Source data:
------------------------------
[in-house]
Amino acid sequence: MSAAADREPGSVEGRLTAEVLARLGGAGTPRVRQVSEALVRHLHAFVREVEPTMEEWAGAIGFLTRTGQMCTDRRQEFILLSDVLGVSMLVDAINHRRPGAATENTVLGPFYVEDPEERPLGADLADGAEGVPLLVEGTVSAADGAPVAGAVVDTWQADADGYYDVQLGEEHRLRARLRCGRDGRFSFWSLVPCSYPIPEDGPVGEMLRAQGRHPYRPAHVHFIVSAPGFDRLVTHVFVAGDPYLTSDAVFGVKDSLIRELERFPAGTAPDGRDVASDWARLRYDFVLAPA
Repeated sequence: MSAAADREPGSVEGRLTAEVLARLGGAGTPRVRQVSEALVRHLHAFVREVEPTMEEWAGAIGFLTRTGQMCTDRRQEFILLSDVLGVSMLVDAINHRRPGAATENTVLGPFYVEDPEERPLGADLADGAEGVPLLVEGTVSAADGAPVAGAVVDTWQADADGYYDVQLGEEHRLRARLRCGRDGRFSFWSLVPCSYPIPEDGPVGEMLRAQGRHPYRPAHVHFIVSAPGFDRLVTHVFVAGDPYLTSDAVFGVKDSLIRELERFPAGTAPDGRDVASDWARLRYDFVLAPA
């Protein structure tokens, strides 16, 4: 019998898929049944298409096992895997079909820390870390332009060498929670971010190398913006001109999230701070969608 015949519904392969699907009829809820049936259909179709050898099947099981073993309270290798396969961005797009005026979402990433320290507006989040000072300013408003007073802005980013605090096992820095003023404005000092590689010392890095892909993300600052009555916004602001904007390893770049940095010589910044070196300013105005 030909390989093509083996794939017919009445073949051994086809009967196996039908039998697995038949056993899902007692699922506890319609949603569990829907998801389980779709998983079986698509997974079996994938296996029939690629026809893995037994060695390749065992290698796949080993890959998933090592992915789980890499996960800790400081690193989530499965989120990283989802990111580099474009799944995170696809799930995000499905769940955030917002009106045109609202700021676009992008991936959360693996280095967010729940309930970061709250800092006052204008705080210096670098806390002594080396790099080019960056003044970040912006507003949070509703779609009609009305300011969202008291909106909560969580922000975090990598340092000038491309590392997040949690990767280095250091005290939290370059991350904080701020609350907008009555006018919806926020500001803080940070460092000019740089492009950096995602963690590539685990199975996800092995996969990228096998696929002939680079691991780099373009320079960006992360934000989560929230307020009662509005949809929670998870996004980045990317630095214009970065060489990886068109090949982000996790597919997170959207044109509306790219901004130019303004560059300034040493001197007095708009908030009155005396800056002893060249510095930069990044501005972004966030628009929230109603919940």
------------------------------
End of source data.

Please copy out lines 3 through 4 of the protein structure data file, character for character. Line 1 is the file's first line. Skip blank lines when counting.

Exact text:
Repeated sequence: MSAAADREPGSVEGRLTAEVLARLGGAGTPRVRQVSEALVRHLHAFVREVEPTMEEWAGAIGFLTRTGQMCTDRRQEFILLSDVLGVSMLVDAINHRRPGAATENTVLGPFYVEDPEERPLGADLADGAEGVPLLVEGTVSAADGAPVAGAVVDTWQADADGYYDVQLGEEHRLRARLRCGRDGRFSFWSLVPCSYPIPEDGPVGEMLRAQGRHPYRPAHVHFIVSAPGFDRLVTHVFVAGDPYLTSDAVFGVKDSLIRELERFPAGTAPDGRDVASDWARLRYDFVLAPA
């Protein structure tokens, strides 16, 4: 019998898929049944298409096992895997079909820390870390332009060498929670971010190398913006001109999230701070969608 015949519904392969699907009829809820049936259909179709050898099947099981073993309270290798396969961005797009005026979402990433320290507006989040000072300013408003007073802005980013605090096992820095003023404005000092590689010392890095892909993300600052009555916004602001904007390893770049940095010589910044070196300013105005 030909390989093509083996794939017919009445073949051994086809009967196996039908039998697995038949056993899902007692699922506890319609949603569990829907998801389980779709998983079986698509997974079996994938296996029939690629026809893995037994060695390749065992290698796949080993890959998933090592992915789980890499996960800790400081690193989530499965989120990283989802990111580099474009799944995170696809799930995000499905769940955030917002009106045109609202700021676009992008991936959360693996280095967010729940309930970061709250800092006052204008705080210096670098806390002594080396790099080019960056003044970040912006507003949070509703779609009609009305300011969202008291909106909560969580922000975090990598340092000038491309590392997040949690990767280095250091005290939290370059991350904080701020609350907008009555006018919806926020500001803080940070460092000019740089492009950096995602963690590539685990199975996800092995996969990228096998696929002939680079691991780099373009320079960006992360934000989560929230307020009662509005949809929670998870996004980045990317630095214009970065060489990886068109090949982000996790597919997170959207044109509306790219901004130019303004560059300034040493001197007095708009908030009155005396800056002893060249510095930069990044501005972004966030628009929230109603919940």